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Long-Term Training with a Brain-Machine Interface-Based Gait Protocol Induces Partial Neurological Recovery in Paraplegic Patients

Overview of attention for article published in Scientific Reports, August 2016
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About this Attention Score

  • In the top 5% of all research outputs scored by Altmetric
  • Among the highest-scoring outputs from this source (#22 of 79,529)
  • High Attention Score compared to outputs of the same age (99th percentile)
  • High Attention Score compared to outputs of the same age and source (99th percentile)

Mentioned by

news
190 news outlets
blogs
16 blogs
twitter
368 tweeters
facebook
31 Facebook pages
googleplus
10 Google+ users
video
1 video uploader

Citations

dimensions_citation
156 Dimensions

Readers on

mendeley
492 Mendeley
citeulike
1 CiteULike
Title
Long-Term Training with a Brain-Machine Interface-Based Gait Protocol Induces Partial Neurological Recovery in Paraplegic Patients
Published in
Scientific Reports, August 2016
DOI 10.1038/srep30383
Pubmed ID
Authors

Ana R. C. Donati, Solaiman Shokur, Edgard Morya, Debora S. F. Campos, Renan C. Moioli, Claudia M. Gitti, Patricia B. Augusto, Sandra Tripodi, Cristhiane G. Pires, Gislaine A. Pereira, Fabricio L. Brasil, Simone Gallo, Anthony A. Lin, Angelo K. Takigami, Maria A. Aratanha, Sanjay Joshi, Hannes Bleuler, Gordon Cheng, Alan Rudolph, Miguel A. L. Nicolelis

Abstract

Brain-machine interfaces (BMIs) provide a new assistive strategy aimed at restoring mobility in severely paralyzed patients. Yet, no study in animals or in human subjects has indicated that long-term BMI training could induce any type of clinical recovery. Eight chronic (3-13 years) spinal cord injury (SCI) paraplegics were subjected to long-term training (12 months) with a multi-stage BMI-based gait neurorehabilitation paradigm aimed at restoring locomotion. This paradigm combined intense immersive virtual reality training, enriched visual-tactile feedback, and walking with two EEG-controlled robotic actuators, including a custom-designed lower limb exoskeleton capable of delivering tactile feedback to subjects. Following 12 months of training with this paradigm, all eight patients experienced neurological improvements in somatic sensation (pain localization, fine/crude touch, and proprioceptive sensing) in multiple dermatomes. Patients also regained voluntary motor control in key muscles below the SCI level, as measured by EMGs, resulting in marked improvement in their walking index. As a result, 50% of these patients were upgraded to an incomplete paraplegia classification. Neurological recovery was paralleled by the reemergence of lower limb motor imagery at cortical level. We hypothesize that this unprecedented neurological recovery results from both cortical and spinal cord plasticity triggered by long-term BMI usage.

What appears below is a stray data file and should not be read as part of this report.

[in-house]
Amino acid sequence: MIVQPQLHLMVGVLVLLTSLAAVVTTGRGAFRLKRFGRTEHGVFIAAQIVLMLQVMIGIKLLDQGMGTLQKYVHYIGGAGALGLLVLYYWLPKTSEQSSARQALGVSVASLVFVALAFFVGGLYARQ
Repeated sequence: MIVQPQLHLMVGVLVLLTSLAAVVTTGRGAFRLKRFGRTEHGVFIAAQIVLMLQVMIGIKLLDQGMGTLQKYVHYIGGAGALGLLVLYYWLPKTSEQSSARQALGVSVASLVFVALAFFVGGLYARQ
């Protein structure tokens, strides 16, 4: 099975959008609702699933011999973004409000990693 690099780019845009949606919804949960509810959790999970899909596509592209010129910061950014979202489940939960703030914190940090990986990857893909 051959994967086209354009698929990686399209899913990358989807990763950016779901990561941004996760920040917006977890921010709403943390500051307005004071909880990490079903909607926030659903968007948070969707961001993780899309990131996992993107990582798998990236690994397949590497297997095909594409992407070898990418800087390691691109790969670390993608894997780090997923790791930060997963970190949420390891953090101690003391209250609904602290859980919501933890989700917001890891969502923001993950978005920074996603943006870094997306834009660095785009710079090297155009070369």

Twitter Demographics

The data shown below were collected from the profiles of 368 tweeters who shared this research output. Click here to find out more about how the information was compiled.

Mendeley readers

The data shown below were compiled from readership statistics for 492 Mendeley readers of this research output. Click here to see the associated Mendeley record.

Geographical breakdown

Country Count As %
United States 3 <1%
Singapore 2 <1%
Israel 1 <1%
Brazil 1 <1%
Ireland 1 <1%
United Kingdom 1 <1%
Canada 1 <1%
New Zealand 1 <1%
France 1 <1%
Other 1 <1%
Unknown 479 97%

Demographic breakdown

Readers by professional status Count As %
Student > Ph. D. Student 108 22%
Student > Master 90 18%
Researcher 64 13%
Student > Bachelor 61 12%
Student > Postgraduate 25 5%
Other 84 17%
Unknown 60 12%
Readers by discipline Count As %
Engineering 112 23%
Medicine and Dentistry 65 13%
Neuroscience 62 13%
Agricultural and Biological Sciences 45 9%
Psychology 26 5%
Other 93 19%
Unknown 89 18%

Attention Score in Context

This research output has an Altmetric Attention Score of 1848. This is our high-level measure of the quality and quantity of online attention that it has received. This Attention Score, as well as the ranking and number of research outputs shown below, was calculated when the research output was last mentioned on 17 October 2019.
All research outputs
#1,631
of 15,377,568 outputs
Outputs from Scientific Reports
#22
of 79,529 outputs
Outputs of similar age
#39
of 267,012 outputs
Outputs of similar age from Scientific Reports
#2
of 4,633 outputs
Altmetric has tracked 15,377,568 research outputs across all sources so far. Compared to these this one has done particularly well and is in the 99th percentile: it's in the top 5% of all research outputs ever tracked by Altmetric.
So far Altmetric has tracked 79,529 research outputs from this source. They typically receive a lot more attention than average, with a mean Attention Score of 15.9. This one has done particularly well, scoring higher than 99% of its peers.
Older research outputs will score higher simply because they've had more time to accumulate mentions. To account for age we can compare this Altmetric Attention Score to the 267,012 tracked outputs that were published within six weeks on either side of this one in any source. This one has done particularly well, scoring higher than 99% of its contemporaries.
We're also able to compare this research output to 4,633 others from the same source and published within six weeks on either side of this one. This one has done particularly well, scoring higher than 99% of its contemporaries.